History of Cass County Indiana: From Its Earliest Settlement to the Present Time : with Biographical Sketches and Reference to Biographies Previously Compiled, Volume 1 (Google eBook)
Jehu Z. Powell
Lewis Publishing Company, 1913 - Cass County (Ind.)
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Adams township April bank became Bethlehem township born brick Broadway building built burial ground cabin canal captain Cass county cemetery charter members Chas Christian church Clay township Clinton township Company H congregation corner of section court Daniel David Deer Creek Deer Creek township died early east Eel river elected erected farm farmers feet forest Galveston George graves Harrison Harrison township held Henry Hundred Indianapolis Isaac Jackson township Jacob James Jefferson township John Joseph land later lieutenant living located Logan Logansport March Market street Miami township Michigan road miles mill moved Noble township northeast corner northwest November Ohio operated organized pastor pioneer present quarter of section railroad Regiment residence Robt Royal Center Samuel schoolhouse settlers Smith society southeast quarter southwest Sunday school Thomas Tipton Tipton township town trustees Vigus Wabash river ward wife William Wilson
Page 37 - Doubtless it will be painful to leave the graves of their fathers; but what do they more than our ancestors did or than our children are now doing? To better their condition in an unknown land our forefathers left all that was dear in earthly objects. Our children by thousands yearly leave the land of their birth to seek new homes in distant regions.
Page 37 - Can it be cruel in this Government, when, by events which it can not control, the Indian is made discontented in his ancient home, to purchase his lands, to give him a new and extensive territory, to pay the expense of his removal, and support him a year in his new abode? How many thousands of our own people would gladly embrace the opportunity of removing to the West on such conditions?
Page 407 - In the night-time or the day-time he would rally brave and well, Though the summer lark was fifing or the frozen lances fell, Knowing if he won the battle they would praise their Maker's name, Knowing if he lost the battle then the doctor was to blame.
Page 136 - Now, therefore, I, Abraham Lincoln, President of the United States, in virtue of the power in me vested by the Constitution and the laws, have thought fit to call forth...
Page 45 - Hoosier met him at the door — Their salutations soon were o'er. He took the stranger's horse aside, And to a sturdy sapling tied ; Then, having stripped the saddle off, He fed him in a sugar-trough.
Page 45 - Invited shortly to partake Of venison, milk, and johnny-cake, The stranger made a hearty meal, And glances round the room would steal. One side was lined with divers garments, The other spread with skins of "varmints"; Dried pumpkins overhead were strung, Where venison hams in plenty hung; Two rifles placed above the door; Three dogs lay stretched upon the floor— In short, the domicile was rife With specimens of Hoosier life. The host, who center'd his affections On game, and range, and quarter...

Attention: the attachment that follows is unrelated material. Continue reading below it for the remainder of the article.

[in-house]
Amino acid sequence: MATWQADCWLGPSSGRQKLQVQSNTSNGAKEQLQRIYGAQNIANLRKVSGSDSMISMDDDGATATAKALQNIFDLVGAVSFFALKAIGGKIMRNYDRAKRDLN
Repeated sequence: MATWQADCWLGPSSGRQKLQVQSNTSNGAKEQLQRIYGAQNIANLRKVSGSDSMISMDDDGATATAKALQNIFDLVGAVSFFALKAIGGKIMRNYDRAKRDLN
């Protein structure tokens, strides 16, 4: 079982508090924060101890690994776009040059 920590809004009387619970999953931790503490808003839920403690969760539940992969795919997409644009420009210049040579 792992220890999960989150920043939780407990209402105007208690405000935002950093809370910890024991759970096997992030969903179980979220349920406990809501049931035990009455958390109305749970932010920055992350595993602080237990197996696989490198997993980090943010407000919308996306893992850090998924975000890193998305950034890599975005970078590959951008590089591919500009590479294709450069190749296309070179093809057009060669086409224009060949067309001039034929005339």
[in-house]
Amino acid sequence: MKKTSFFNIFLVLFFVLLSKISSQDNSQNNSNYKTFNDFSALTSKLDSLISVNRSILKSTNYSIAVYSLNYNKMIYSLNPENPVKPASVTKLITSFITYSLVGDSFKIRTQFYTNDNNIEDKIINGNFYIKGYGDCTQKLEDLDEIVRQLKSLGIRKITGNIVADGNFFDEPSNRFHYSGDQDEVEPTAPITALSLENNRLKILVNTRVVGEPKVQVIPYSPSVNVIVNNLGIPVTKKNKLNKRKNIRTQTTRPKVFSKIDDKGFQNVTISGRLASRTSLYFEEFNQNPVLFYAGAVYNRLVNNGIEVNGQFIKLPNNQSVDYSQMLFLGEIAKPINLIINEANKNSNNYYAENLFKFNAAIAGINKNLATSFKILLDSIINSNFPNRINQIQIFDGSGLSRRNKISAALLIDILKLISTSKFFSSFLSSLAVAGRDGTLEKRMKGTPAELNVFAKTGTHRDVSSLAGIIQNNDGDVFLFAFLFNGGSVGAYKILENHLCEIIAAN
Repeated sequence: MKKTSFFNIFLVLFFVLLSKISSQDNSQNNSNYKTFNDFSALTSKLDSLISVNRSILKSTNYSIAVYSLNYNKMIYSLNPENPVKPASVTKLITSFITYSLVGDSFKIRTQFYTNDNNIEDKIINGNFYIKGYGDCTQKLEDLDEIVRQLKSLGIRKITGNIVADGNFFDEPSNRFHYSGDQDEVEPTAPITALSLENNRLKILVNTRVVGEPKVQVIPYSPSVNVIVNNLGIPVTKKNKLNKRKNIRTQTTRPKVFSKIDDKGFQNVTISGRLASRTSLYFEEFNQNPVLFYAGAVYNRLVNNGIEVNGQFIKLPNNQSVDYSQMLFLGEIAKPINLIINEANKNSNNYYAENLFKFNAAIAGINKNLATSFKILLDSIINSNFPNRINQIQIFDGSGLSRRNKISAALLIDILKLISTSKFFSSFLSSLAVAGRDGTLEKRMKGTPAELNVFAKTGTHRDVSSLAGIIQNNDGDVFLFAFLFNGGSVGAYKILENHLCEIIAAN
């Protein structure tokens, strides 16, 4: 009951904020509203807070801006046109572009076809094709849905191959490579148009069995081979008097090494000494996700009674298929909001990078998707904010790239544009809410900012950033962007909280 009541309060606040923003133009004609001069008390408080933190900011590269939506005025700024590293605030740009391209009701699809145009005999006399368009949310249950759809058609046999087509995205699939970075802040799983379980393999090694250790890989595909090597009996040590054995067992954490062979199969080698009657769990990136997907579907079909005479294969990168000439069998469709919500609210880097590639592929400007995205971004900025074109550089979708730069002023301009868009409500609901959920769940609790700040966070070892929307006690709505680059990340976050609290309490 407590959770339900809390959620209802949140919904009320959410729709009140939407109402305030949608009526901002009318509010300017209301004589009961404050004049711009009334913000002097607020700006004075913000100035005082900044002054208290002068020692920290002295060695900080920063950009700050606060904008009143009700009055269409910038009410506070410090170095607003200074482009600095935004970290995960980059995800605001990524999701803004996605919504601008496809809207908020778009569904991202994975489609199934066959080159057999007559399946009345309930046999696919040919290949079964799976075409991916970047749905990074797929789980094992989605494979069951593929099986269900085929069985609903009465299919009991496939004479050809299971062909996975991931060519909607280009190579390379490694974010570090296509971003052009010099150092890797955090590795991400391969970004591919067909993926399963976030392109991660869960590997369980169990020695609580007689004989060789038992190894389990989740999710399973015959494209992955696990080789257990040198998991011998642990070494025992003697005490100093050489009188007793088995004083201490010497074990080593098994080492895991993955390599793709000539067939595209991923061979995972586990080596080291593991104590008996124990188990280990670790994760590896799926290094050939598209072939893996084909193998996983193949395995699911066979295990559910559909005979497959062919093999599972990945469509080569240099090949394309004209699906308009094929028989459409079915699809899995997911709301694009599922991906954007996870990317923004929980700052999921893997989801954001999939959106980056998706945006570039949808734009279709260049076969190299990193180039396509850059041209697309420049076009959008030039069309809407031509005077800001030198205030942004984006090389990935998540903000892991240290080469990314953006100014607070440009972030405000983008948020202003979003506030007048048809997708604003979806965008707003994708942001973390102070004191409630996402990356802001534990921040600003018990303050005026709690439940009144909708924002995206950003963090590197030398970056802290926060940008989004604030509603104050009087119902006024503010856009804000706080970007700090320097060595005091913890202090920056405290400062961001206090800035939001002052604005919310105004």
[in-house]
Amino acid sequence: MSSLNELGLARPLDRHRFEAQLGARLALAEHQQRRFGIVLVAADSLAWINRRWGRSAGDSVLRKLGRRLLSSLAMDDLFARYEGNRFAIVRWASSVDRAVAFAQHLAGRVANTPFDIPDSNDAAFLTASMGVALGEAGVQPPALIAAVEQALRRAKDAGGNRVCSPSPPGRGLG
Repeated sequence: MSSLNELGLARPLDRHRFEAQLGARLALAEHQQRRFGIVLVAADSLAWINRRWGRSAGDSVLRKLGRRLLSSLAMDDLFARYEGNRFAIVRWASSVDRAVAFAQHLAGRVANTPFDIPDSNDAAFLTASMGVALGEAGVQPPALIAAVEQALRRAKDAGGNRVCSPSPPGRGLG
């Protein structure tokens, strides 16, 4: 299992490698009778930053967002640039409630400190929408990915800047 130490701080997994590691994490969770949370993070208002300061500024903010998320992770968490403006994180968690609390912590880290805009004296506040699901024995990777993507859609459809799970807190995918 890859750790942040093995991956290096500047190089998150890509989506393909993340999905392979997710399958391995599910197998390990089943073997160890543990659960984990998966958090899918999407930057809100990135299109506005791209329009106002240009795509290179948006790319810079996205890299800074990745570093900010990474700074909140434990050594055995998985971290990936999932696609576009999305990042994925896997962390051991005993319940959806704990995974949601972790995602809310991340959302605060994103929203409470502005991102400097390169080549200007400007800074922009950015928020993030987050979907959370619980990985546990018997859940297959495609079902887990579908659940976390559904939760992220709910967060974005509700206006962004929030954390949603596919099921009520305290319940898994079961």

Page 233 - Where wild flowers bloom in the valley deep; Where the sweet robes of spring may softly rest, In purity, over the sleeper's breast: Where is heard the voice of the sinless dove, Breathing notes of deep and undying love ; Where no column proud in the sun may glow, To mock the heart that is resting below ; Where pure hearts...
Page 45 - ... and spoons. White heads, bare feet and dirty faces, Seemed much inclined to keep their places, But Madam, anxious to display Her rough and undisputed sway, Her offspring to the ladder led And cuffed the youngsters up to bed.
Page 45 - With snake-pole and a yoke of oxen : Others with pack-horse, dog and rifle, Make emigration quite a trifle. The emigrant is soon located — In Hoosier life initiated — Erects a cabin in the woods, Wherein he stows his household goods. At first, round logs and clapboard roof, With puncheon floor, quite carpet-proof, And paper windows, oiled and neat. His edifice is then complete, When four clay balls, in form of plummet, Adorn his wooden chimney's summit; Ensconced in this, let those who can Find...
Page 124 - ... party announced Eel river in front, and the town on the opposite bank. I dismounted, ran forward, and examined the situation of the town as far as was practicable, without exposing myself; but the whole face of the country, from the "Wabash to the margin of Eel river, being a continued thicket of brambles, black jacks, weeds and shrubs of different kinds, it was impossible for me to get a satisfactory view, without endangering a discovery.